An exploration of how race shapes Latino millennials’ notions of national belonging
Latino millennials constitute the second largest segment of the millennial population. By sheer numbers they will inevitably have a significant social, economic, and political impact on U.S. society. Beyond basic demographics, however, not much is known about how they make sense of themselves as Americans.
In Citizens but Not Americans,Nilda Flores-González examines how Latino millennials understand race, experience race, and develop notions of belonging. Based on nearly one hundred interviews, Flores-González argues that though these young Latina/os are U.S. citizens by birth, they do not feel they are part of the “American project,” and are forever at the margins looking in. The book provides an inside look at how characteristics such as ancestry, skin color, social class, gender, language and culture converge and shape these youths’ feelings of belonging as they navigate everyday racialization.
The voices of Latino millennials reveal their understanding of racialization along three dimensions—as an ethno-race, as a racial middle and as ‘real’ Americans. Using familiar tropes, these youths contest the othering that negates their Americanness while constructing notions of belonging that allow them to locate themselves as authentic members of the American national community.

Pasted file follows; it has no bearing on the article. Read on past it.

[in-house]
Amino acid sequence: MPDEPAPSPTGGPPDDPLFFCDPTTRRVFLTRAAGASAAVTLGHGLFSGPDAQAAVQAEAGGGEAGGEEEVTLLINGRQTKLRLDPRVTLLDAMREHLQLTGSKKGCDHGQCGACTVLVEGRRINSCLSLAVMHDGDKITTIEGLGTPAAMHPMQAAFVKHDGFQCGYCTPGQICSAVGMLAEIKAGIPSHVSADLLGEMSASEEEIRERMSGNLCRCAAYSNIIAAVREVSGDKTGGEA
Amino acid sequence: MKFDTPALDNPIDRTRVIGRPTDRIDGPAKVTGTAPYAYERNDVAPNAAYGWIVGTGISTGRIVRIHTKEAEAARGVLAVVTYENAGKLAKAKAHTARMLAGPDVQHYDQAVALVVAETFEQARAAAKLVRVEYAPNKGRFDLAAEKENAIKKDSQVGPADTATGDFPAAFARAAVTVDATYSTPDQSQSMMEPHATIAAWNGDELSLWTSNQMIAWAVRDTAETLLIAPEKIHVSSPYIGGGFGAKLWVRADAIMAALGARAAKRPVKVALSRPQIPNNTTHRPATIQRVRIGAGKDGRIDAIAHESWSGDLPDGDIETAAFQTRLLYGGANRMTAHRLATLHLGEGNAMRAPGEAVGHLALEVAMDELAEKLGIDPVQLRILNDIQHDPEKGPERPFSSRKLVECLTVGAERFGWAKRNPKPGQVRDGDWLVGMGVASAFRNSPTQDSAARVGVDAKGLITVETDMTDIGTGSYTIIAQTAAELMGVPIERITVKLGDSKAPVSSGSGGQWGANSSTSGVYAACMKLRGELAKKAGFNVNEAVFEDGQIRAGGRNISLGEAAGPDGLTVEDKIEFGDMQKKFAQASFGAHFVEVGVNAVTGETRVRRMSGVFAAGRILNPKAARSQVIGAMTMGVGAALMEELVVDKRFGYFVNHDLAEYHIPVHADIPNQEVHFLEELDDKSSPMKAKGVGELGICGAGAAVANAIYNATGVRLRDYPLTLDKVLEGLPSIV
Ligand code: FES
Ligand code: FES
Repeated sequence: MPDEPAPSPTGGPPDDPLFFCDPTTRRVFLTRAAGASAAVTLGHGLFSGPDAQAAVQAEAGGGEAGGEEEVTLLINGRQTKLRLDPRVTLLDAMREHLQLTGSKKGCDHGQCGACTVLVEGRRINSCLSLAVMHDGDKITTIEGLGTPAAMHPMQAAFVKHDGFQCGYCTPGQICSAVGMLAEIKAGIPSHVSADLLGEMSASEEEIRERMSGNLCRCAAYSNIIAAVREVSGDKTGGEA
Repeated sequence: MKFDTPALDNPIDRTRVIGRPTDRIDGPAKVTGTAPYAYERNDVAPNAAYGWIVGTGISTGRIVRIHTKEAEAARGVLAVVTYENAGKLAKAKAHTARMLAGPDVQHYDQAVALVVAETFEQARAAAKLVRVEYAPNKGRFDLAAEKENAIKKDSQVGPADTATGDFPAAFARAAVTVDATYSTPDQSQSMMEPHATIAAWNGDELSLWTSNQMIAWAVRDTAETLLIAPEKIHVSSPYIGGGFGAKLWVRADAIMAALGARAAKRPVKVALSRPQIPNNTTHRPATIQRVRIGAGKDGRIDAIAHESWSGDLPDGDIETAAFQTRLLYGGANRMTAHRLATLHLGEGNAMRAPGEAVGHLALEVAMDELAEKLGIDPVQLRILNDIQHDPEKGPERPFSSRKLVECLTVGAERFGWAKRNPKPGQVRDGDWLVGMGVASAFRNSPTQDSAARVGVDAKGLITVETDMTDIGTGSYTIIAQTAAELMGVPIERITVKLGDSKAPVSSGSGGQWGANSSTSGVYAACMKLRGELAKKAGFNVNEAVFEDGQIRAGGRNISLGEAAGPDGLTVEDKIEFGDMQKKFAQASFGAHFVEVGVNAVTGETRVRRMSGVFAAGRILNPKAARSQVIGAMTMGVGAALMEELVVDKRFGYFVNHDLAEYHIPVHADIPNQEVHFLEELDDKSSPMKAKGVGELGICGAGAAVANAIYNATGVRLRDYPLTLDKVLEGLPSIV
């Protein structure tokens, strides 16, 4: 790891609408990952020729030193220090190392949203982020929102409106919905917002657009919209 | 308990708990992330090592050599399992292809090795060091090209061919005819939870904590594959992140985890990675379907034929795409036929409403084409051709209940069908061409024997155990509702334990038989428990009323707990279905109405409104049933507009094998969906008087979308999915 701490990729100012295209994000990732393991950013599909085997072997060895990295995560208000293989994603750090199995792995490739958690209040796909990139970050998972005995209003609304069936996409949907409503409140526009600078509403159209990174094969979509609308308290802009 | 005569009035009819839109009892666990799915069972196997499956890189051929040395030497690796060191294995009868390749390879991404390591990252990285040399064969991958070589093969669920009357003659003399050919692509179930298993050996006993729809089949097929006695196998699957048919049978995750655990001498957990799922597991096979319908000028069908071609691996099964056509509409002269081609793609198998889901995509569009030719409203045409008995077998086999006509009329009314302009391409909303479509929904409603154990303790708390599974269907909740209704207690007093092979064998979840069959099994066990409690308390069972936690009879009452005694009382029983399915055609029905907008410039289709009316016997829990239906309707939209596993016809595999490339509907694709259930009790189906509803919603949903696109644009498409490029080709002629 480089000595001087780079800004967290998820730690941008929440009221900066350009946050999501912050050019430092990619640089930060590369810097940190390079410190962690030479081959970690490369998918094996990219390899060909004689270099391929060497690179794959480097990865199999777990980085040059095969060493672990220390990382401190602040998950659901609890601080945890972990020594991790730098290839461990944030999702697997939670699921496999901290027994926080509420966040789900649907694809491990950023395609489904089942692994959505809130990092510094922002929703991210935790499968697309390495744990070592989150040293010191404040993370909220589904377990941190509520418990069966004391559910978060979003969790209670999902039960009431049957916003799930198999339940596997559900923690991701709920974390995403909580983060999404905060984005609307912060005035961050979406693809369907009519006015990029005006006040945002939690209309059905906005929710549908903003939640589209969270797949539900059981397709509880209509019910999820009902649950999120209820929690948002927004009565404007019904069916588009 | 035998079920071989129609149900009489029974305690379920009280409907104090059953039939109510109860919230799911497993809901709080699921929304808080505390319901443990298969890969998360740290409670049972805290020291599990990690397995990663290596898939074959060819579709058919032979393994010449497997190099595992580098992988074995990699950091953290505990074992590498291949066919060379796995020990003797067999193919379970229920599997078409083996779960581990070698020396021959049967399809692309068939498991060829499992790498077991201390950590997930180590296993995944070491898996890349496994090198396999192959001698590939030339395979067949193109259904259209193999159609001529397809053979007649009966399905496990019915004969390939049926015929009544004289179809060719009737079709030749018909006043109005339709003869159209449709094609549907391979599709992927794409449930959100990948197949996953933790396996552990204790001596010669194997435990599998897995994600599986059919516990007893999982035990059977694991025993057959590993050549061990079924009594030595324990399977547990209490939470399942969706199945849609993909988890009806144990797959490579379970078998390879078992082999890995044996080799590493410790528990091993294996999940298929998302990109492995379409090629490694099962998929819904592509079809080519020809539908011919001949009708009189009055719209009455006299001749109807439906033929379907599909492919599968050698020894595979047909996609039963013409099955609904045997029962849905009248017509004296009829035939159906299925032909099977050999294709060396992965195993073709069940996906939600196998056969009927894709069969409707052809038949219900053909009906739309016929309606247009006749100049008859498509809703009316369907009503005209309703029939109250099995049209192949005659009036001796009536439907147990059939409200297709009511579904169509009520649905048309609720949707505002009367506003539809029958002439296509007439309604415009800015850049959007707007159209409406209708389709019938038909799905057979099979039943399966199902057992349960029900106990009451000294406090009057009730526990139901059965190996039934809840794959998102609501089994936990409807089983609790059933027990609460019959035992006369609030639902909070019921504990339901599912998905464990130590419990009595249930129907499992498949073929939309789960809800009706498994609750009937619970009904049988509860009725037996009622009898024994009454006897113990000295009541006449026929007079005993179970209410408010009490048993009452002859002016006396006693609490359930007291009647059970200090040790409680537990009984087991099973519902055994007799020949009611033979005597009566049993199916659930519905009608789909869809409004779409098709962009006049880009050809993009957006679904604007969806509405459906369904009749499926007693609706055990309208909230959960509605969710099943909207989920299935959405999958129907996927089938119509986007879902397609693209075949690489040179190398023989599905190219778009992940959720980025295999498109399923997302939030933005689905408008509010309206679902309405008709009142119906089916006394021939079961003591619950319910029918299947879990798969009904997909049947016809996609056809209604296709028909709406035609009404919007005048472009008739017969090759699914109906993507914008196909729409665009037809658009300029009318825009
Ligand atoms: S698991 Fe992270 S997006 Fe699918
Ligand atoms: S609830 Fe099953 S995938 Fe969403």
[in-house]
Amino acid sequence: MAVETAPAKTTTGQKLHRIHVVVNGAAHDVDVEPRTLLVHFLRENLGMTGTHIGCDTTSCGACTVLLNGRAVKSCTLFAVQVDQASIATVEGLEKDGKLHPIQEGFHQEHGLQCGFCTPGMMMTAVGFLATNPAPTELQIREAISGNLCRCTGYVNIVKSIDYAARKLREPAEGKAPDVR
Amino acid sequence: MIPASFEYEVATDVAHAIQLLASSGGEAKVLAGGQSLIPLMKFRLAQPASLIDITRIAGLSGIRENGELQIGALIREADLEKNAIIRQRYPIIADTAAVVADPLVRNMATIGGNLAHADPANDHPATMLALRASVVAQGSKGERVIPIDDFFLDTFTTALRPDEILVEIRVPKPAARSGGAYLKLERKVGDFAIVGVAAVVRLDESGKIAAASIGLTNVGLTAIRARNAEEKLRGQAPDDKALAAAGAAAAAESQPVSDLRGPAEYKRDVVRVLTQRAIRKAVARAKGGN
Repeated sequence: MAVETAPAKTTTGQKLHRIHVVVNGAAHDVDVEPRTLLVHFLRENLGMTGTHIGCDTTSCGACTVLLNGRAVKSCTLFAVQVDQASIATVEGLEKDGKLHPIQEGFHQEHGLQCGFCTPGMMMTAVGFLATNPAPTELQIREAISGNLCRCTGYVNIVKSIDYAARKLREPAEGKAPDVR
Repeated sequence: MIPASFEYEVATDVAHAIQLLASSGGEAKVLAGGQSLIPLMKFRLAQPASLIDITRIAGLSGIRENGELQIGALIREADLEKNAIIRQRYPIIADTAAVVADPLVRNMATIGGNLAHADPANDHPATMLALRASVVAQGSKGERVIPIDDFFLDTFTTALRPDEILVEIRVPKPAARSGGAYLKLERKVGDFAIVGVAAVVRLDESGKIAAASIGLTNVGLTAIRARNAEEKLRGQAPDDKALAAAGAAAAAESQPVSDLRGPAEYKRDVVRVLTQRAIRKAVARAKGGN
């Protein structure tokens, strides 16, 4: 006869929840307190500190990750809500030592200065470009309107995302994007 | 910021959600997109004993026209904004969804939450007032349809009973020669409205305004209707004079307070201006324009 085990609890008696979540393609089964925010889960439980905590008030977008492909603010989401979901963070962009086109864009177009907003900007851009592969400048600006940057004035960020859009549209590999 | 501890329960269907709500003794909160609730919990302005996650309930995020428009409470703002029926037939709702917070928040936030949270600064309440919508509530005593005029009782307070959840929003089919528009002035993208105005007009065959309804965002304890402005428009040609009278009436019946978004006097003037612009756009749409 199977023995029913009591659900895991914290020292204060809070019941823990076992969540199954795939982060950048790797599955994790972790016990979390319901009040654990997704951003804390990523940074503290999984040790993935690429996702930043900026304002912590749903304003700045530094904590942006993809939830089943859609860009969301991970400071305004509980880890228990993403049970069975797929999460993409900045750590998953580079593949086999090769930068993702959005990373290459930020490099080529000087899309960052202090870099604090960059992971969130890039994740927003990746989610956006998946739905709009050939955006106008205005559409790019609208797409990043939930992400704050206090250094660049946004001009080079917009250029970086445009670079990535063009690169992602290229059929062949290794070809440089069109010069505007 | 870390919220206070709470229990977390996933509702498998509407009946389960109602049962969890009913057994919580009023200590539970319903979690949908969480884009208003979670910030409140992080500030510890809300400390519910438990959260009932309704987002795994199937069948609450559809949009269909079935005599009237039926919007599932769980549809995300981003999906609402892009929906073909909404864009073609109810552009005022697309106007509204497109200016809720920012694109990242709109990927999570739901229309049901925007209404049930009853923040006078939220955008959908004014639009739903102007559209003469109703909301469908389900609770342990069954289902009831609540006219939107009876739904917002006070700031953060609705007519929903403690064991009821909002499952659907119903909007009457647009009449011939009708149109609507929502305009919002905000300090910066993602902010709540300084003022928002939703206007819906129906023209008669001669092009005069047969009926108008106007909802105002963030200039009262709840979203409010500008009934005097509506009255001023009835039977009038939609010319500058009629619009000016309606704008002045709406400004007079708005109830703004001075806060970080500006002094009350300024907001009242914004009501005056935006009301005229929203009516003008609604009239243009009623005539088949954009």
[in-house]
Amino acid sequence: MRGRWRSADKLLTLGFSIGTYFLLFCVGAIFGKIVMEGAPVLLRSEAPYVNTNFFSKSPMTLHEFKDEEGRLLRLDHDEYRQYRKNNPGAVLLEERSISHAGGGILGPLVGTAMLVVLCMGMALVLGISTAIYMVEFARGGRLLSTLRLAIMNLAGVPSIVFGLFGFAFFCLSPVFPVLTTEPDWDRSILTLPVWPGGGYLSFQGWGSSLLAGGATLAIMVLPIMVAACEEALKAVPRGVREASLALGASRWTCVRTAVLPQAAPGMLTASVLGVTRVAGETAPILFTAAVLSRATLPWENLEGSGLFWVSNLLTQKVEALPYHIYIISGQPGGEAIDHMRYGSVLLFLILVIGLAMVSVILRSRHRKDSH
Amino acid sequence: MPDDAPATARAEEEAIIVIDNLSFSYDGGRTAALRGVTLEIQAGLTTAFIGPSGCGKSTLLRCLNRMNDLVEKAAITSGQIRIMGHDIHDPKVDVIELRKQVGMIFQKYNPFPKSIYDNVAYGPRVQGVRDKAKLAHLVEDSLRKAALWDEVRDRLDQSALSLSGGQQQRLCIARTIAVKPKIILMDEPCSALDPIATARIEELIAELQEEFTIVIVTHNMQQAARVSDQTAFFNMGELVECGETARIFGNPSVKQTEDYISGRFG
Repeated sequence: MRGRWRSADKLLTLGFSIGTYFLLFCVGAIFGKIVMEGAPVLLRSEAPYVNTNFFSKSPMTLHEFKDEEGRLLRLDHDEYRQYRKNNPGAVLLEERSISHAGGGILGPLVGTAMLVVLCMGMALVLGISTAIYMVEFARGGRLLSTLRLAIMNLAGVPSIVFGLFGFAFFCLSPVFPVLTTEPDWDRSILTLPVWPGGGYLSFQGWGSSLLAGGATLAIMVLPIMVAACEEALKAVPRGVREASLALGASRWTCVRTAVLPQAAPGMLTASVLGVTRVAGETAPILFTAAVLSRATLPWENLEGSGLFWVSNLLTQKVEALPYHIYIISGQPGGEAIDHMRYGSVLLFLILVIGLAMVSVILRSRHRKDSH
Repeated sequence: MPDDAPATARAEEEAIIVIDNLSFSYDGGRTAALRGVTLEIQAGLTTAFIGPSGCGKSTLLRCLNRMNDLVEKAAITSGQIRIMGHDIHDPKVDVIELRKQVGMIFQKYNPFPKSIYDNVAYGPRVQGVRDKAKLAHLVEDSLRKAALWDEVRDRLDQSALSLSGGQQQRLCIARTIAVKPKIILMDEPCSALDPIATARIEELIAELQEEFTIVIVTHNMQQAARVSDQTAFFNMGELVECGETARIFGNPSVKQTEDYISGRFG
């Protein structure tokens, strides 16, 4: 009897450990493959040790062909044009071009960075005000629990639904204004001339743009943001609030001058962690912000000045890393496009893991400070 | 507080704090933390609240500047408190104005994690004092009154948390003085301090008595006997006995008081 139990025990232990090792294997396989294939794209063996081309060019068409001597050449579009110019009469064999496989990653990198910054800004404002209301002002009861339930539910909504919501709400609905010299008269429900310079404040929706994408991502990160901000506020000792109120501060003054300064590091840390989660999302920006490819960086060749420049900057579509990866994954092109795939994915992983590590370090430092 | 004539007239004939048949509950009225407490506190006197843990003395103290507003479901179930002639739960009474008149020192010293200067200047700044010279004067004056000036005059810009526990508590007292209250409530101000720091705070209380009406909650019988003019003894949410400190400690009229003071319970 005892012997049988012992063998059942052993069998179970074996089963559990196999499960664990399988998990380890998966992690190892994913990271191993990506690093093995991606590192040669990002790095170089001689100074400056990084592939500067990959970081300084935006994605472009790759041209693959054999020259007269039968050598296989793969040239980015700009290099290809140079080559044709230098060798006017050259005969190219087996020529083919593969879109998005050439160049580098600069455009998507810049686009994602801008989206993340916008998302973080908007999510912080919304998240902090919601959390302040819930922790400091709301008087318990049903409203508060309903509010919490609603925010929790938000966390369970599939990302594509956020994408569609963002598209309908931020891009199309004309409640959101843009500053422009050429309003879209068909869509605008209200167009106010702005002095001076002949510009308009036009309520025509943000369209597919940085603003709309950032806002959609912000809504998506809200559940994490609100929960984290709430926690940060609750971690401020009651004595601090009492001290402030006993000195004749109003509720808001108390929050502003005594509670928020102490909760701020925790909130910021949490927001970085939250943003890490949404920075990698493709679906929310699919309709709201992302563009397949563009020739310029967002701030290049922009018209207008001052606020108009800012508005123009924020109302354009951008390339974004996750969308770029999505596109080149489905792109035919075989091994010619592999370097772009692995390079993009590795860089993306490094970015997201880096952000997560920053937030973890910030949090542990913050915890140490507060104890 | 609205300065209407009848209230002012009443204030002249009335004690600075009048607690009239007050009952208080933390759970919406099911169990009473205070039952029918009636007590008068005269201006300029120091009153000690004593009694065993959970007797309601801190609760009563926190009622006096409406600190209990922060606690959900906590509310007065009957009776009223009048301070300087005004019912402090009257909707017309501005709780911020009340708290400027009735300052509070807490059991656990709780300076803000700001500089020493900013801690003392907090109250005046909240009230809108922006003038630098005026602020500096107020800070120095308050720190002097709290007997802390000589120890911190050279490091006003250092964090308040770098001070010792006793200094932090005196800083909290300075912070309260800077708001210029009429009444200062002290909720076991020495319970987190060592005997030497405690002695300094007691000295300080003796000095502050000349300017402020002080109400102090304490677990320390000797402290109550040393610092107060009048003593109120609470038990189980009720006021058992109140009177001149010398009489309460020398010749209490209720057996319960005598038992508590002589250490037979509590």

Challenging current thinking about race and national belonging, Citizens but Not Americans significantly contributes to our understanding of the Latino millennial generation and makes a powerful argument about the nature of race and belonging in the U.S.
“Professor Flores-González advances theoretical notions of race and belonging by proposing a hybrid framework of ethnoracial citizenship . . . contributes to our understanding of the millennial generation—a group that is often talked about but of which we have little scholarly knowledge.” -Vilma Ortiz,Co-author of Generations of Exclusion: Mexican Americans, Assimilation, and Race
timely book that captures the racial world that Latino millennials experience
in the United States. Required reading for people who want a glimpse of what
the future is likely to hold for Latinos.”-Rogelio Sáenz,Co-author of Latinos in the United States: Diversity and Change
"Flores-González's research is thorough...This text could become a valuable resource for non-Latinos to gain a better understanding of fellow American citizens of Latino heritage, many of whom have been here for generations."-Voices of Youth Advocates (VOYA)
“Uses the poignant voices of
Latino millennials to show how being born into the nation does not guarantee a
sense of full social inclusion. I highly recommend this book for anyone
interested in why belonging, race, and citizenship matter for Latinos and the
-Leo Chavez,Author of The Latino Threat: Constructing Immigrants, Citizens, and the Nation
Flores-González challenges scholars to move beyond current conceptualizations
of race, the racial order, and national inclusion that do not match Latinos’
self-understandings as racialized subjects. Her theorization of the ‘racial
middle’ is the most comprehensive and nuanced analysis of this concept to
date. A major contribution to the
literature on race in general and on Latinos in particular.”-Eduardo Bonilla-Silva,Author of Racism without Racists